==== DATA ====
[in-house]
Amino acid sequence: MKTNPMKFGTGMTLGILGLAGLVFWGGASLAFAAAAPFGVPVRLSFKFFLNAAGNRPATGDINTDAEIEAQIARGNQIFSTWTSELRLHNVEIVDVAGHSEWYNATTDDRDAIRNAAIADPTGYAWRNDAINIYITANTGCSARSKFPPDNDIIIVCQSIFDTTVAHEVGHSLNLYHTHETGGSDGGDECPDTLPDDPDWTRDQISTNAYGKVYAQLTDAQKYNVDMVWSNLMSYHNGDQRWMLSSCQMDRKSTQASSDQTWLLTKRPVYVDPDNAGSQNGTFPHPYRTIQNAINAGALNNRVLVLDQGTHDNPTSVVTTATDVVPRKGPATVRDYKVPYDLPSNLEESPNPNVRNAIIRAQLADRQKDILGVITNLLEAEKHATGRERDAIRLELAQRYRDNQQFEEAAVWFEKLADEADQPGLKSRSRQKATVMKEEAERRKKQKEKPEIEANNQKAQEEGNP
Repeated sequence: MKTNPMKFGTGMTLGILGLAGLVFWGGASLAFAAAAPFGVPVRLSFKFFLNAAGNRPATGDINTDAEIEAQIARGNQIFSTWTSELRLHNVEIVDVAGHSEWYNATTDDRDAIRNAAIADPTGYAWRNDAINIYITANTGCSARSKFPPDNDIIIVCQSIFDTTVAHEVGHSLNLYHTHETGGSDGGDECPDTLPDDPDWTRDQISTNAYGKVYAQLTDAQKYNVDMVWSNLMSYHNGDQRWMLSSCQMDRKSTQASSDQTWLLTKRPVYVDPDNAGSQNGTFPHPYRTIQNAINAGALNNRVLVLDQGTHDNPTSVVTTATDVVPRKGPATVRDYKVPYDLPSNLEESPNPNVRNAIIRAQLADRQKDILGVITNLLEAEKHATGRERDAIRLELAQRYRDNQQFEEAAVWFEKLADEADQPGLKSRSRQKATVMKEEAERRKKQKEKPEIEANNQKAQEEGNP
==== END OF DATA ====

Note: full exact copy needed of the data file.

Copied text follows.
[in-house]
Amino acid sequence: MKTNPMKFGTGMTLGILGLAGLVFWGGASLAFAAAAPFGVPVRLSFKFFLNAAGNRPATGDINTDAEIEAQIARGNQIFSTWTSELRLHNVEIVDVAGHSEWYNATTDDRDAIRNAAIADPTGYAWRNDAINIYITANTGCSARSKFPPDNDIIIVCQSIFDTTVAHEVGHSLNLYHTHETGGSDGGDECPDTLPDDPDWTRDQISTNAYGKVYAQLTDAQKYNVDMVWSNLMSYHNGDQRWMLSSCQMDRKSTQASSDQTWLLTKRPVYVDPDNAGSQNGTFPHPYRTIQNAINAGALNNRVLVLDQGTHDNPTSVVTTATDVVPRKGPATVRDYKVPYDLPSNLEESPNPNVRNAIIRAQLADRQKDILGVITNLLEAEKHATGRERDAIRLELAQRYRDNQQFEEAAVWFEKLADEADQPGLKSRSRQKATVMKEEAERRKKQKEKPEIEANNQKAQEEGNP
Repeated sequence: MKTNPMKFGTGMTLGILGLAGLVFWGGASLAFAAAAPFGVPVRLSFKFFLNAAGNRPATGDINTDAEIEAQIARGNQIFSTWTSELRLHNVEIVDVAGHSEWYNATTDDRDAIRNAAIADPTGYAWRNDAINIYITANTGCSARSKFPPDNDIIIVCQSIFDTTVAHEVGHSLNLYHTHETGGSDGGDECPDTLPDDPDWTRDQISTNAYGKVYAQLTDAQKYNVDMVWSNLMSYHNGDQRWMLSSCQMDRKSTQASSDQTWLLTKRPVYVDPDNAGSQNGTFPHPYRTIQNAINAGALNNRVLVLDQGTHDNPTSVVTTATDVVPRKGPATVRDYKVPYDLPSNLEESPNPNVRNAIIRAQLADRQKDILGVITNLLEAEKHATGRERDAIRLELAQRYRDNQQFEEAAVWFEKLADEADQPGLKSRSRQKATVMKEEAERRKKQKEKPEIEANNQKAQEEGNP